Her older sister reminisces: "As an engineer, our father was the only one in our family who had studied at university. Both he and my mother encouraged us a lot. Back home in Diourbel (editor's note: around 150 km east of Dakar), there were very few women in decision-making roles. This also motivated me to pursue an intellectual career to ensure my independence".

"Committed, patient and very modest"

Since April 2022, Ndiague Faye has been implementing the Civil Service and Public Sector Transformation Ministry's "Doolel-Admin" project in the capacity of technical advisor for administrative reform at the German cooperation agency, GIZ. As part of her role, she shapes the participation of civil society and the private sector and her responsibilities include in particular the creation of mechanisms for promoting and maintaining women in positions of responsibility within the Senegalese government. A commitment that follows on from her former role of consultant for the "Women’s Voice and Leadership Program", a project funded by Canada. Woré Ndiaye Kandji, head of that project in Senegal and Ndiague's former boss reveals that "She was highly committed, as she comes from a region where gender-based violence (GBV) is prevalent. Ndiague has a very full head, but when she is with women from remote areas, she is patient and very modest".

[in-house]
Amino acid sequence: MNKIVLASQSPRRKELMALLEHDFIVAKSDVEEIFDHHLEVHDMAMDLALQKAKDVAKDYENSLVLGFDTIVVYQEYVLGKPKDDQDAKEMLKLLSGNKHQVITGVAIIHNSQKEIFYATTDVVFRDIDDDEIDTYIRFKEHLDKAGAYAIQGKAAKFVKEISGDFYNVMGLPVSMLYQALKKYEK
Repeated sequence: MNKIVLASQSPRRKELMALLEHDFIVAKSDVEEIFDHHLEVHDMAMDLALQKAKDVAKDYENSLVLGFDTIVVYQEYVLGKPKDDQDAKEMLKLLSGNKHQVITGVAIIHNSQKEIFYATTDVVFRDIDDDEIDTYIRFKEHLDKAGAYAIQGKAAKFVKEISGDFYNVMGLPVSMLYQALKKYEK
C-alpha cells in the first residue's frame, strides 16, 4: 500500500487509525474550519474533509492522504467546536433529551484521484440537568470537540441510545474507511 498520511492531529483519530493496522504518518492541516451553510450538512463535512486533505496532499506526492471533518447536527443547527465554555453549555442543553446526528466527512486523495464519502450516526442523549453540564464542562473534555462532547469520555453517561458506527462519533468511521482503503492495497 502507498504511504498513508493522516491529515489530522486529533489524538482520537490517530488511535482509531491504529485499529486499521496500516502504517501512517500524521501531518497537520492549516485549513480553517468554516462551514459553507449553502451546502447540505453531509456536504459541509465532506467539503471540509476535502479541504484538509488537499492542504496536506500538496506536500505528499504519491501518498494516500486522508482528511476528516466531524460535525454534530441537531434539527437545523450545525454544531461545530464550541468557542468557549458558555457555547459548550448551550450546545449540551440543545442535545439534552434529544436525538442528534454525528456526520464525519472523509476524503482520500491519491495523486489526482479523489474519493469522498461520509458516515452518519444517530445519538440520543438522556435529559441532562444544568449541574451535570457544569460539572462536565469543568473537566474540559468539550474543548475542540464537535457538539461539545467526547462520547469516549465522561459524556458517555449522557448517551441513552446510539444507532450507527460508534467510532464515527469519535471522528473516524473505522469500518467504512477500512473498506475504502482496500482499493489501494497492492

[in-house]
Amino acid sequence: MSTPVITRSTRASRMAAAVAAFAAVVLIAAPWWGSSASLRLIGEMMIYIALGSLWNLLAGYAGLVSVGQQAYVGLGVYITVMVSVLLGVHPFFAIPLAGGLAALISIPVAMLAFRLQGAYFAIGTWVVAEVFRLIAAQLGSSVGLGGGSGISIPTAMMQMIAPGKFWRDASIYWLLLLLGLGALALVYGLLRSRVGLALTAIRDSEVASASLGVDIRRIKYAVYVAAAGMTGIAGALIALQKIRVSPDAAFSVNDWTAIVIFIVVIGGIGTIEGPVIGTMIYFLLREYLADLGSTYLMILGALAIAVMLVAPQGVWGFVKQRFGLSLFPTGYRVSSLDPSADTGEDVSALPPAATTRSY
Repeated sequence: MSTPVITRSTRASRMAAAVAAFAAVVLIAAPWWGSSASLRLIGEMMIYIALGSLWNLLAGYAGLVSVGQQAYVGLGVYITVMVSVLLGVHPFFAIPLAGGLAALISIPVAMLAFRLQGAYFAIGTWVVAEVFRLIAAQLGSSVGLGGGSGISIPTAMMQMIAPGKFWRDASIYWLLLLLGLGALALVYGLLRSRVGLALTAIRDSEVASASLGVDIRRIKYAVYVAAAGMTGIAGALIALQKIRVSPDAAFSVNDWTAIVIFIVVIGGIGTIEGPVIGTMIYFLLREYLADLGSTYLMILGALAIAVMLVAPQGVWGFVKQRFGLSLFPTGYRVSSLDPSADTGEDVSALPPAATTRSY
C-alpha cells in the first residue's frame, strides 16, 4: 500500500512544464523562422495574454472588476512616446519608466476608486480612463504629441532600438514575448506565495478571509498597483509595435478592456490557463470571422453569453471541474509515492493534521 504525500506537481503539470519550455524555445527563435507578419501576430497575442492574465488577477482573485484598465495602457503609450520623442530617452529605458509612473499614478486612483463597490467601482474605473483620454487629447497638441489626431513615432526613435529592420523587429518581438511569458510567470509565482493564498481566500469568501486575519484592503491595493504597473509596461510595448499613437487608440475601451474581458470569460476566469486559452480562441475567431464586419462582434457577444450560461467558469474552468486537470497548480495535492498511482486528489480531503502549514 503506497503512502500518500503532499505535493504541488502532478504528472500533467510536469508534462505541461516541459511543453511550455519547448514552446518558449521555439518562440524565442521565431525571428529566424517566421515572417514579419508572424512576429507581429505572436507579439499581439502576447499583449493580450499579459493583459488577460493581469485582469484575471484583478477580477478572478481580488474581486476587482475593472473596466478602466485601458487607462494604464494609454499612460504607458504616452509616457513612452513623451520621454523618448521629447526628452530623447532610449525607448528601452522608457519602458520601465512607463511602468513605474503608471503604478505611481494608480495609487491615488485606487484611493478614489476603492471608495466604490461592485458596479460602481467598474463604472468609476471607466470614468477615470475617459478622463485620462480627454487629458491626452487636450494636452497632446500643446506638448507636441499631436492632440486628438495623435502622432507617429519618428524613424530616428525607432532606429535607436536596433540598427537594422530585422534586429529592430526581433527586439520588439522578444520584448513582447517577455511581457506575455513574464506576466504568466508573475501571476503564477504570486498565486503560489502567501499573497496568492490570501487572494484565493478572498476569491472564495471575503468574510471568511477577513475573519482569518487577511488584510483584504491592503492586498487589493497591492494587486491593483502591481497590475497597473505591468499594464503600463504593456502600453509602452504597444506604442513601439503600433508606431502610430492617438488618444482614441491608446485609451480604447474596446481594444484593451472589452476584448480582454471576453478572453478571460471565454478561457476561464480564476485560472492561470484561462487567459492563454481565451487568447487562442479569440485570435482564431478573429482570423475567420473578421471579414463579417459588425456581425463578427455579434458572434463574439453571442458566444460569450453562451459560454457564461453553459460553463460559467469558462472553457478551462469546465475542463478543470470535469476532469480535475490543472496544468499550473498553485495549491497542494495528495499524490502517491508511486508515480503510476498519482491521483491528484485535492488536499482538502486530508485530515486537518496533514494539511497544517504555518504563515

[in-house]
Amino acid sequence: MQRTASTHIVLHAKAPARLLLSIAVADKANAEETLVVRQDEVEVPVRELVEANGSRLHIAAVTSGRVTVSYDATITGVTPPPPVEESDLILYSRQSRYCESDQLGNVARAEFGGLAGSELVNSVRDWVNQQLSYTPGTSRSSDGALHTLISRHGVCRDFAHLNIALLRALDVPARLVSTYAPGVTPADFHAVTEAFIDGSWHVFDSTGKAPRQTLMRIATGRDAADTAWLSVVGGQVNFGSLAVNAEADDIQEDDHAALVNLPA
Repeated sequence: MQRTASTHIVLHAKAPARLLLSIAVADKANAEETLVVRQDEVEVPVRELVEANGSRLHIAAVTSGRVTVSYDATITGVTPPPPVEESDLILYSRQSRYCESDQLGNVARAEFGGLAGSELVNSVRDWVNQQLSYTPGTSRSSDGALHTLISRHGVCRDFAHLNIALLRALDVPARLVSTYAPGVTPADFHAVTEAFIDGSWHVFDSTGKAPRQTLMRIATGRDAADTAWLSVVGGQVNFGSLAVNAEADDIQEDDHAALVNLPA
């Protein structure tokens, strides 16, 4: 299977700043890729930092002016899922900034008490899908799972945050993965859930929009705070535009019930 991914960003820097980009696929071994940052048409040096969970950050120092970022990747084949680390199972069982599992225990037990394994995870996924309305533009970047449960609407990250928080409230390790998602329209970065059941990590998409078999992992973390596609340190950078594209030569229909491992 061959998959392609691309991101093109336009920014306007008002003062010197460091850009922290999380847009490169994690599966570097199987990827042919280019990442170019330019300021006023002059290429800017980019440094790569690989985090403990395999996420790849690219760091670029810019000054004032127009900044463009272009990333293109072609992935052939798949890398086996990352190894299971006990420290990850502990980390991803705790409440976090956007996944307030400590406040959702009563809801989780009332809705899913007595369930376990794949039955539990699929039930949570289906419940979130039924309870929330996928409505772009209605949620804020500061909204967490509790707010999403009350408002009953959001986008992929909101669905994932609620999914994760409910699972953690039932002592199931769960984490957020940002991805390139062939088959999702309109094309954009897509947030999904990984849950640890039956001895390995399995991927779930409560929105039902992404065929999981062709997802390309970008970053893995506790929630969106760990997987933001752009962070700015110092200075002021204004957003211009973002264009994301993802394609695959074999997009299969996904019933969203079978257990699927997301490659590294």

Being an activist means daring to speak out and raise the alarm.